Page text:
The challenge of preparing gluten-free food in a military setting

  • High risk of cross-contamination

A case study involving military veterans and celiac disease

  • Confirmed association between CD and other complex issues

The benefits of a gluten-free diet

  • Preventative for autoimmune disorders, nutritional deficiencies and cancer

Nadine’s argument for celiac testing prior to enlistment

  • Obligation to safety of servicemen/women

Resources:

Military Standards of Medical Fitness

‘The Incidence and Risk of Celiac Disease in a Healthy US Adult Population’ in the American Journal of Gastroenterology

‘Celiac Sprue Among US Military Veterans: Associated Disorders and Clinical Manifestations’  in Digestive Diseases and Sciences

‘Gluten-Free Soldier in Afghanistan’ in Gluten-Free Living

‘Medical Mix-Up Sidelines Army Sergeant’s Career’ in Military Times

Celiac Disease-Related Veterans Affairs Case

Connect with Nadine:

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Contact via Email

‘Your Skin on Gluten’ on YouTube

Melodies of the Danube Gluten-Free Cruise with Nadine

Books by Nadine:

Dough Nation: A Nurse’s Memoir of Celiac Disease from Missed Diagnosis to Food and Health Activism

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Hepatitis B Vaccine and Celiac Disease EP060

We get vaccinated to protect ourselves, to gain an immunity to a particular disease. But in the case of hepatitis B, celiac patients may come to find out that we are NOT immune—despite having done the right thing in getting a hepatitis B vaccination.

Today, the Gluten Free RN is walking us through the latest research around vaccination and celiac disease. She explores the fact that celiac patients are more likely to be non-responsive to HBV than the general population, explaining the fundamentals of hepatitis B and the two main theories as to why the vaccine doesn’t work for some celiac patients.

Nadine shares her take on immunizations, explaining why she is a proponent of an alternate vaccination schedule for infants who may be immunocompromised. Listen in and learn how to determine whether you are truly immune to hepatitis B and protect yourself from potentially life-threatening disease!

What’s Discussed: 

The basics of hepatitis B (HBV)

  • Viral infection that attacks liver
  • Transmitted through blood, body fluids

The prevalence of hepatitis B

  • 257M people infected
  • 887K deaths in 2015

The 2013 Italian study around celiac disease and the hepatitis B vaccine

  • Number of non-responders to vaccine higher in CD patients
  • May be genetic OR caused by gluten intake during vaccination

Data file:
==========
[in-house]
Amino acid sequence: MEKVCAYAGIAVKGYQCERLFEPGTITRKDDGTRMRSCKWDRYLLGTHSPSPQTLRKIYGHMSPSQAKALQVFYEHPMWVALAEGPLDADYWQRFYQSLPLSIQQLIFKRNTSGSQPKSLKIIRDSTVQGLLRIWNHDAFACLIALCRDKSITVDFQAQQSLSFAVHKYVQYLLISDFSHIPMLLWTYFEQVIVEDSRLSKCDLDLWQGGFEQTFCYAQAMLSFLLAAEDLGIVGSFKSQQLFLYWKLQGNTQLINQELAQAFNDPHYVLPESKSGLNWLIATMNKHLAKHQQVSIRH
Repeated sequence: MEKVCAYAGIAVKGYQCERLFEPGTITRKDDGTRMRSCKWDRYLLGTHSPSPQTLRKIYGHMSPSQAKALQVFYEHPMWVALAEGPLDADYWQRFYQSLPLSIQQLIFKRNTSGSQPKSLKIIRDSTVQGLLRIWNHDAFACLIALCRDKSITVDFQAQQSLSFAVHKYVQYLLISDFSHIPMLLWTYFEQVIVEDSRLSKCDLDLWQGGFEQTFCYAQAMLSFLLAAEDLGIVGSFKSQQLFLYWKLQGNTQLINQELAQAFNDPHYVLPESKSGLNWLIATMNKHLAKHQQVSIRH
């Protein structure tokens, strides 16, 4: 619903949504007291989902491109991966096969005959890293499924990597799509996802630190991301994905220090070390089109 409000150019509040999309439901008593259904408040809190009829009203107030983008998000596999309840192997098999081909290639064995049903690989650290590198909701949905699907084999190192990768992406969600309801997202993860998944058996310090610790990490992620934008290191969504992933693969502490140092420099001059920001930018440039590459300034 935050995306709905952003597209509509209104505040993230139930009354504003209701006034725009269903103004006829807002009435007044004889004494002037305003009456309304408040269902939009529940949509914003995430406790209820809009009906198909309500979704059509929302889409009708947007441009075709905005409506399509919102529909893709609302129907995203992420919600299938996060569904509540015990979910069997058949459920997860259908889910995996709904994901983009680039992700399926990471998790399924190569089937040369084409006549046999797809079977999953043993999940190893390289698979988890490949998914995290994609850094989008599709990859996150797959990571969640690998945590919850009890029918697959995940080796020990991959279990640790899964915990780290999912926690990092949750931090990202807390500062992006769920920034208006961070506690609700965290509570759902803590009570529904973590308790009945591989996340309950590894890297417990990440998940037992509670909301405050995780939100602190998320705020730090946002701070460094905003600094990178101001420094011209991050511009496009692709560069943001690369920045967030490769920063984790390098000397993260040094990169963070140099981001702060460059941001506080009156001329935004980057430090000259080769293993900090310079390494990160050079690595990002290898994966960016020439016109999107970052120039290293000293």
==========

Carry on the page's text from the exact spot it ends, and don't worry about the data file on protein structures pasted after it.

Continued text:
Nadine’s experience with vaccination as a child

  • Contracted mumps despite MMR

Nadine’s take on vaccination

  • Advocates for immunization to prevent disease
  • Giving babies multiple vaccines at once may not be best

The conclusion of a 2017 Italian study

  • Administer booster shots of hepatitis B vaccine as needed
  • Evaluate response to vaccine in newly diagnosed celiac patients
  • Revaccinate one year after adoption of gluten-free diet

The value of a hepatitis B titer

  • Confirms whether really immune
  • If not, test for celiac disease

Resources:

‘Hepatitis B Vaccine in Celiac Disease: Yesterday, Today and Tomorrow in the World Journal of Gastroenterology

‘Vaccinations in Celiac Disease’ in the Journal of Pediatric Gastroenterology and Nutrition

‘Immune Response to Vaccines in Children with Celiac Disease’ in the World Journal of Gastroenterology

‘Immune Response to Hepatitis B Vaccine in Patients with Celiac Disease: A Systematic Review and Met-Analysis’ in Human Vaccines and Immunotherapeutics

‘Early Vaccinations are Not Risk Factors for Celiac Disease’ in Pediatrics

‘Gluten Intake Interferes with the Humoral Immune Response to Recombinant Hepatitis B Vaccine in Patients with Celiac Disease’ in Pediatrics

‘Effect of Pentavac and Measles-Mumps-Rubella (MMR) Vaccination on the Intestine’ in Gut

‘Normal of Defective Immune Response to Hepatitis B Vaccine in Patients with Diabetes and Celiac Disease’ in Human Vaccines and Immunotherapeutics

Connect with Nadine:

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Contact via Email

‘Your Skin on Gluten’ on YouTube

Melodies of the Danube Gluten-Free Cruise with Nadine

Books by Nadine:

Dough Nation: A Nurse’s Memoir of Celiac Disease from Missed Diagnosis to Food and Health Activism

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Hypothyroid, Pulmonary Edema and Celiac Disease EP059


When the Gluten Free RN went on a gluten-free diet 11 years ago, her thyroid settled down and the associated symptoms and disorders—Graves’ disease, weight gain and hair loss—resolved.

But when Nadine was inadvertently hit with gluten two years ago, several of those symptoms returned, along with a few new ones. She was losing hair and gaining water weight again. On top of that, her sinuses were congested. She developed asthma, a rash on her lower right leg and a scary case of pulmonary edema (excess fluid in the lungs).